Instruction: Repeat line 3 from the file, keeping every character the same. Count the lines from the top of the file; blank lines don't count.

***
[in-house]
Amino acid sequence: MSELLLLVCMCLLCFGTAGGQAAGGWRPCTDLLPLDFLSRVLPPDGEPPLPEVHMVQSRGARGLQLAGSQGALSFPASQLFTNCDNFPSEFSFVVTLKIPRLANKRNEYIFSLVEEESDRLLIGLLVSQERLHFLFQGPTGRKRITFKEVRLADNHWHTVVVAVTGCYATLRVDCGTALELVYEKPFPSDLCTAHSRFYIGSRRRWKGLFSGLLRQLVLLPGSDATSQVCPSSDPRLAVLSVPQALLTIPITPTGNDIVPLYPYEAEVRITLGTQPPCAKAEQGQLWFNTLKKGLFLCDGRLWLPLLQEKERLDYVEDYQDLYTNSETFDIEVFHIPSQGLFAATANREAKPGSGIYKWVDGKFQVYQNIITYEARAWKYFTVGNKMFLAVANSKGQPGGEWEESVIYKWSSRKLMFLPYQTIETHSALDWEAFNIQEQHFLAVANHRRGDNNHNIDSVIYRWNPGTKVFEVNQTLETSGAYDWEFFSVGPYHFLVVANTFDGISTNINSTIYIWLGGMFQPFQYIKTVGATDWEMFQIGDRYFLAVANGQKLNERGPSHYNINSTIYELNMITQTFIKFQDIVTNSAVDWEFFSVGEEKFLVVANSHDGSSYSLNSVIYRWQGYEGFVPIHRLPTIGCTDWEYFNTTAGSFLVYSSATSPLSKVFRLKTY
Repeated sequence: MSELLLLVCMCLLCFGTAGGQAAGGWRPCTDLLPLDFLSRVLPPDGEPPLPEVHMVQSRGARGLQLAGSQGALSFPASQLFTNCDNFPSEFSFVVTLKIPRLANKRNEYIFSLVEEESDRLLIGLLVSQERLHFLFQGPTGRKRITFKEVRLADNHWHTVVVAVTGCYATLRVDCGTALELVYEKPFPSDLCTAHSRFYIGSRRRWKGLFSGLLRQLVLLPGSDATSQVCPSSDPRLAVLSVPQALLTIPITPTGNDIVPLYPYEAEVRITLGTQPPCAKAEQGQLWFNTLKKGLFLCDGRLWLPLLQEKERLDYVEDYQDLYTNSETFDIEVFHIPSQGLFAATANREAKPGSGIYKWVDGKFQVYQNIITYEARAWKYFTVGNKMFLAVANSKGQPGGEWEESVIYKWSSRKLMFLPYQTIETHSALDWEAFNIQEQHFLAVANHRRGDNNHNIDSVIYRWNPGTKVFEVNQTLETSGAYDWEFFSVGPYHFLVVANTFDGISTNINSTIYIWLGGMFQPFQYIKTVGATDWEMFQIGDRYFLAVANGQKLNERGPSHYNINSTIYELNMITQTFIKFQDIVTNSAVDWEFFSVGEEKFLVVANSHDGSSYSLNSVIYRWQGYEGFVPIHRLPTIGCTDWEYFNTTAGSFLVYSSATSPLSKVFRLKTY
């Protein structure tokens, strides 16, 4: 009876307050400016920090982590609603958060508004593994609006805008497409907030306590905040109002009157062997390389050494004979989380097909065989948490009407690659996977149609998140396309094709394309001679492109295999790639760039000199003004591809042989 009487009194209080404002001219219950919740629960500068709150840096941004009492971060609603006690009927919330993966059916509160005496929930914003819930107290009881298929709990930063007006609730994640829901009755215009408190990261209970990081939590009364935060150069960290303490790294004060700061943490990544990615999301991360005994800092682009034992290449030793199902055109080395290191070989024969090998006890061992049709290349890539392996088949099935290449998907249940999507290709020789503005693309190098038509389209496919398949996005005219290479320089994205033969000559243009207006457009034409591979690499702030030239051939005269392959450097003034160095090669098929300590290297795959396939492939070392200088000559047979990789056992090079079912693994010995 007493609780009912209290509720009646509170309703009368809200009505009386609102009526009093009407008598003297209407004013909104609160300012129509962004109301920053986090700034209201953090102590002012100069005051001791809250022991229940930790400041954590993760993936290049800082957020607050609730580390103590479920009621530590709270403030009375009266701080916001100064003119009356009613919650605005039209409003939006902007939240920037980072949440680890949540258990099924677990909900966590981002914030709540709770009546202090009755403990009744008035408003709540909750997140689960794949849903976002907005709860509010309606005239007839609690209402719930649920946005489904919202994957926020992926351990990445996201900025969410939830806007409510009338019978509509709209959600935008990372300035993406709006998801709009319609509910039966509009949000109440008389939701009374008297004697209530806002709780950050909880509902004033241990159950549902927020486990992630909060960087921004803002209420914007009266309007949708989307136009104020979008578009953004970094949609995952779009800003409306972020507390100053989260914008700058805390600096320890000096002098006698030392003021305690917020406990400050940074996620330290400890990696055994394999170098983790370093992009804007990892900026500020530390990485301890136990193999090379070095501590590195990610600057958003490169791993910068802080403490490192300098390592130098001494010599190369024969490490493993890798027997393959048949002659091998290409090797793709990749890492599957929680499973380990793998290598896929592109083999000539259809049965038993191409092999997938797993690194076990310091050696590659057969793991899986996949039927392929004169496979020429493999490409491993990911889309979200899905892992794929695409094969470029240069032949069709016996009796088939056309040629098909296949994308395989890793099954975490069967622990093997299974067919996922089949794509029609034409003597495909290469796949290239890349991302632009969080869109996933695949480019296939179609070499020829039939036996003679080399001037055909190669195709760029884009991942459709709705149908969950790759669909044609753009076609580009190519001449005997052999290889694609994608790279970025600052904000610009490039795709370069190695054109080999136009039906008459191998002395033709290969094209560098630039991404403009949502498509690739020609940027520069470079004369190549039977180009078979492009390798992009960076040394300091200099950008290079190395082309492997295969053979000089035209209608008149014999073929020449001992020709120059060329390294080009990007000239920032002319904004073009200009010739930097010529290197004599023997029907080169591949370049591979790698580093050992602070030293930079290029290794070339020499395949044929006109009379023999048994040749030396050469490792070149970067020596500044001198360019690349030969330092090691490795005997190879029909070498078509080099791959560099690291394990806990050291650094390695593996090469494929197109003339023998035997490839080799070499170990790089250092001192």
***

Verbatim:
Repeated sequence: MSELLLLVCMCLLCFGTAGGQAAGGWRPCTDLLPLDFLSRVLPPDGEPPLPEVHMVQSRGARGLQLAGSQGALSFPASQLFTNCDNFPSEFSFVVTLKIPRLANKRNEYIFSLVEEESDRLLIGLLVSQERLHFLFQGPTGRKRITFKEVRLADNHWHTVVVAVTGCYATLRVDCGTALELVYEKPFPSDLCTAHSRFYIGSRRRWKGLFSGLLRQLVLLPGSDATSQVCPSSDPRLAVLSVPQALLTIPITPTGNDIVPLYPYEAEVRITLGTQPPCAKAEQGQLWFNTLKKGLFLCDGRLWLPLLQEKERLDYVEDYQDLYTNSETFDIEVFHIPSQGLFAATANREAKPGSGIYKWVDGKFQVYQNIITYEARAWKYFTVGNKMFLAVANSKGQPGGEWEESVIYKWSSRKLMFLPYQTIETHSALDWEAFNIQEQHFLAVANHRRGDNNHNIDSVIYRWNPGTKVFEVNQTLETSGAYDWEFFSVGPYHFLVVANTFDGISTNINSTIYIWLGGMFQPFQYIKTVGATDWEMFQIGDRYFLAVANGQKLNERGPSHYNINSTIYELNMITQTFIKFQDIVTNSAVDWEFFSVGEEKFLVVANSHDGSSYSLNSVIYRWQGYEGFVPIHRLPTIGCTDWEYFNTTAGSFLVYSSATSPLSKVFRLKTY